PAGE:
How would you purify water in a wilderness survival situation if you did not have any water purification tablets or water filters with you?
You can only survive for three days without water, and within less than twenty-four hours alone, you are most certainly going to be feeling the extremely negative effects of dehydration (pounding headaches, a severe drop in energy, etc.)
In other words, going without water for an extended period in a survival situation is very dangerous to your health and eventually to your life. But drinking contaminated water could be even more dangerous than not drinking any water at all. Contaminated water could make you very sick and severely inhibit your survival efforts – if it doesn’t just kill you outright.
This is why one of the most important survival skills that you can learn is not just how to find water in the wilderness but how to purify water as well.
Here are the top water purification methods you need to know:
Water Still Method
The water still method allows you to collect water that is clean and safe to drink.
You need to dig a hole that is roughly one to two feet wide and an equal distance deep. Place a cup into the center of the hole and surround it with green vegetation. Then, cover the hole with a tarp or plastic sheeting and secure it with rocks on the corners. Place one more rock in the center of the tarp to weigh it down over the hole.
Over the course of the next twenty-four hours, water and condensation will drip down the tarp and into the cup. After that twenty-four hour period, you should have a few sips-worth of clean drinking water.
Boiling is without question the safest method of purifying water to make it safe to drink. While it cannot remove visible sediments, it can remove deadly and dangerous contaminants that you cannot see.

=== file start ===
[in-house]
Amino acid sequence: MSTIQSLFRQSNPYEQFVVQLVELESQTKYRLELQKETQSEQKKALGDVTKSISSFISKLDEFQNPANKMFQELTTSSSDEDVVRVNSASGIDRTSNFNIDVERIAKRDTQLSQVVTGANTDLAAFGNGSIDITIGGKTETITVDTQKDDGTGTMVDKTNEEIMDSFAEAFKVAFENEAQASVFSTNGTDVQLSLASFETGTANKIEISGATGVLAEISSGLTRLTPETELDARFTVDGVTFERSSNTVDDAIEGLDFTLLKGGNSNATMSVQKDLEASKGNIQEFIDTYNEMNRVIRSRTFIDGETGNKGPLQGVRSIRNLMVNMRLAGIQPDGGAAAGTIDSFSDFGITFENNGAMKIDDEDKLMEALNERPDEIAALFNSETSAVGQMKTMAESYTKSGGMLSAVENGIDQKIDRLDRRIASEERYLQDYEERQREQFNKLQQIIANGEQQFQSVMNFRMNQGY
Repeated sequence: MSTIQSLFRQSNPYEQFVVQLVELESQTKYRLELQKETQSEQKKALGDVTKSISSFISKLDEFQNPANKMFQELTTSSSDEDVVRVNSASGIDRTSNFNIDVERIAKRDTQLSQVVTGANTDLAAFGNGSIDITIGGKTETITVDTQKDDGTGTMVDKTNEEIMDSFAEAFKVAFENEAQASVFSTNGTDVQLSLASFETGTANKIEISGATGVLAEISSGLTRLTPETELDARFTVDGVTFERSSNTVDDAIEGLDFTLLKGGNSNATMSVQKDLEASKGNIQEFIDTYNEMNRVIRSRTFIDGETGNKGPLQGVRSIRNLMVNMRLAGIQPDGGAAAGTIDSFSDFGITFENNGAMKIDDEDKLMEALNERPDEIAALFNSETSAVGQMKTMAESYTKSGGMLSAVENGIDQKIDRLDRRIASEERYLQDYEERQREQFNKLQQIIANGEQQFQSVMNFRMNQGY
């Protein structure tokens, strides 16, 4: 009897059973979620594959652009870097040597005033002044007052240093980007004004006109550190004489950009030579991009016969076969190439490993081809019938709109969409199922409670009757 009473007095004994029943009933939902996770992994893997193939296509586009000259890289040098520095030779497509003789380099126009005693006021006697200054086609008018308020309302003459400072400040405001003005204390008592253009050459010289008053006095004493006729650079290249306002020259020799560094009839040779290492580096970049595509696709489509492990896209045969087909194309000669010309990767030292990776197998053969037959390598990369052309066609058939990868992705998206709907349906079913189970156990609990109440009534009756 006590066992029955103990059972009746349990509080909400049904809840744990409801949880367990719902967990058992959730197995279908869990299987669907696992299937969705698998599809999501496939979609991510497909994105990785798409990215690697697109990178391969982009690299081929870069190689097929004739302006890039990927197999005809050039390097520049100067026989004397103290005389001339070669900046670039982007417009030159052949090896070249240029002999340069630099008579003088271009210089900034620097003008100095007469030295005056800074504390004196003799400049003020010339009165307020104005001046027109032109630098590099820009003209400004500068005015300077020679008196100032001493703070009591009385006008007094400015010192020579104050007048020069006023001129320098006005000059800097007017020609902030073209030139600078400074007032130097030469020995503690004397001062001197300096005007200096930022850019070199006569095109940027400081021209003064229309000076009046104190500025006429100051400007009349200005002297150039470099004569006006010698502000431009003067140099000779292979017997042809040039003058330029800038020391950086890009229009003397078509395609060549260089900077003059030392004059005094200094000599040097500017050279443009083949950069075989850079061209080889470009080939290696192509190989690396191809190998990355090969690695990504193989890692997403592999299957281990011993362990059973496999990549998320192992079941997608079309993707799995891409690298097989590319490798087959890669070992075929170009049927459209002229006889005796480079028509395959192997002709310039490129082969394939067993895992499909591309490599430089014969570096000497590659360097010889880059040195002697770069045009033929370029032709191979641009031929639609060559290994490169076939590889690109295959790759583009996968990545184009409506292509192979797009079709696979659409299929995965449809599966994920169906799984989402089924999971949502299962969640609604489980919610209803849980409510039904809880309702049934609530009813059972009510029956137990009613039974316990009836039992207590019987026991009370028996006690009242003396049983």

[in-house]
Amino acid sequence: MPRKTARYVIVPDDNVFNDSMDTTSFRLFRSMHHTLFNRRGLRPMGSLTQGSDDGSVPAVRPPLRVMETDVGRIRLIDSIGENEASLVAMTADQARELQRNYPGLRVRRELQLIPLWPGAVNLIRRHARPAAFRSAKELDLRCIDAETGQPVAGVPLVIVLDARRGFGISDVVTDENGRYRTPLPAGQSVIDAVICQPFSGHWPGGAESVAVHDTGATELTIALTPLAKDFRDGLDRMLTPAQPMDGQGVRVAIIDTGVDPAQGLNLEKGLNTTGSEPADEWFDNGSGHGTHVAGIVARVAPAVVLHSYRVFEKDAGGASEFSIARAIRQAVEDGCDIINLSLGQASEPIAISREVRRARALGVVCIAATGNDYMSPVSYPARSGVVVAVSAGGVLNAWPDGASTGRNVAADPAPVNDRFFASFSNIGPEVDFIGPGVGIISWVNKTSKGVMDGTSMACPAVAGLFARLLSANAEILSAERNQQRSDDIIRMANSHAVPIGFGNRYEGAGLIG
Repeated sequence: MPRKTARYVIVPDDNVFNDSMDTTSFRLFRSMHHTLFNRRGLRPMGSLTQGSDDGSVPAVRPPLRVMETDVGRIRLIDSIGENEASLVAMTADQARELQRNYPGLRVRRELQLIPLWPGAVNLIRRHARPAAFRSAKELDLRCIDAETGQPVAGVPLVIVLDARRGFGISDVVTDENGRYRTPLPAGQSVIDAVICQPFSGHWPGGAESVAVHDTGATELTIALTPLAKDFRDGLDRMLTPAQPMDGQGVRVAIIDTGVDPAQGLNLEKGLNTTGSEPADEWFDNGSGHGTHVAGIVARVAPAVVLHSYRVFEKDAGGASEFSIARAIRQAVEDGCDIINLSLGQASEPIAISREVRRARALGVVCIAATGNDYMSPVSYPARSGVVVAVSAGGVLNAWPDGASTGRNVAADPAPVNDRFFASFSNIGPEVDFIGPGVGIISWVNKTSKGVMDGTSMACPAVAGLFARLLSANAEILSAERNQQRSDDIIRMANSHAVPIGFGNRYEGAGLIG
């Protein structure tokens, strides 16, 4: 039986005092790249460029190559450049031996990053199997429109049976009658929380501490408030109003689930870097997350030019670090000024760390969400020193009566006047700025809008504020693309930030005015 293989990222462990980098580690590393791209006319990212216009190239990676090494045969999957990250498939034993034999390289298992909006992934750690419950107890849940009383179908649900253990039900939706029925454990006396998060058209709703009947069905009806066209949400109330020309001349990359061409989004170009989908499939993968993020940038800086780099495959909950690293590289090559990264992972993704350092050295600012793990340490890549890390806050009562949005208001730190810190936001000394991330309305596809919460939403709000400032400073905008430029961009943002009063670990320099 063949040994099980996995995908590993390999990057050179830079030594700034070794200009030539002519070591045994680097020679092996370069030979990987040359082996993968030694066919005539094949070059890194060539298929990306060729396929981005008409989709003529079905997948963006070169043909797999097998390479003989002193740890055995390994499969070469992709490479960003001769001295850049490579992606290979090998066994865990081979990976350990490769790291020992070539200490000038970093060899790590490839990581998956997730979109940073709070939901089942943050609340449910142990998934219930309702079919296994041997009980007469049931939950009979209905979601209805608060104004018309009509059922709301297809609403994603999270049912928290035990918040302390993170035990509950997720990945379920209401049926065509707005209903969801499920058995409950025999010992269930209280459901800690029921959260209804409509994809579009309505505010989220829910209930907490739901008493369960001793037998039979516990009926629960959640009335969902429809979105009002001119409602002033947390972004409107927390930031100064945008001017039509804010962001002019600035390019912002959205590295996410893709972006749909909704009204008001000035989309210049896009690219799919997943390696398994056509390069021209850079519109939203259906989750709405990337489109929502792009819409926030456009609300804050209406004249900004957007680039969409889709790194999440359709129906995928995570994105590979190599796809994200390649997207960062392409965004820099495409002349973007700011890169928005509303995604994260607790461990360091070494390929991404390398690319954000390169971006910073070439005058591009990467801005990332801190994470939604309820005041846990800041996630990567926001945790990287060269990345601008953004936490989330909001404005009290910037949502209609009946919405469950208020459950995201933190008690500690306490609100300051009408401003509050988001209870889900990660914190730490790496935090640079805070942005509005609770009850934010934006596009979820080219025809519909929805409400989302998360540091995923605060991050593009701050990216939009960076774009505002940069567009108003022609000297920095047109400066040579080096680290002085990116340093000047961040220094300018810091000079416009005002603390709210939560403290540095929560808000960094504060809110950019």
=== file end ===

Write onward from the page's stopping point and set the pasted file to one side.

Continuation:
All you need to boil water is a fire and a metal container that can withstand the flames. After filtering the water (more on this in a second), simply hold the container over the flames until it comes to a boil.
Once the water is boiling, allow it to boil for at least fifteen minutes to ensure all harmful pathogens are killed.
After that, allow the water to cool and it should then be safe to drink.
If you don’t already have a water filter with you, you can still easily make your own. While a makeshift water filter is not going to eliminate pathogens and bacteria, it is going to eliminate visible offensive substances.
What you’re going to need is a plastic bottle (if you lack anything like it, you can take a sheet of tree bark and tie it into a cylindrical shape).
Use a knife to cut away the bottom of the bottle. Make sure that the cap is screwed over the other end of the bottle, but puncture holes through it that will enable water to flow through.
Next, add a layer of charcoal to the bottle.
Then, add one layer of sand into the bottle above the layer of charcoal. Above the layer of sand, add a layer of gravel.
Add a layer of grass above the gravel level.
Your water filter is now complete. Pour water through the open bottom part of the bottle (assuming that you have the water bottle turned upside down) and allow it to slowly filter through and be caught in a cup.
This may be a crudely-made water filter that is not as refined as one that you can buy either from Amazon or the local sporting goods store, but it is going to work and that’s what matters.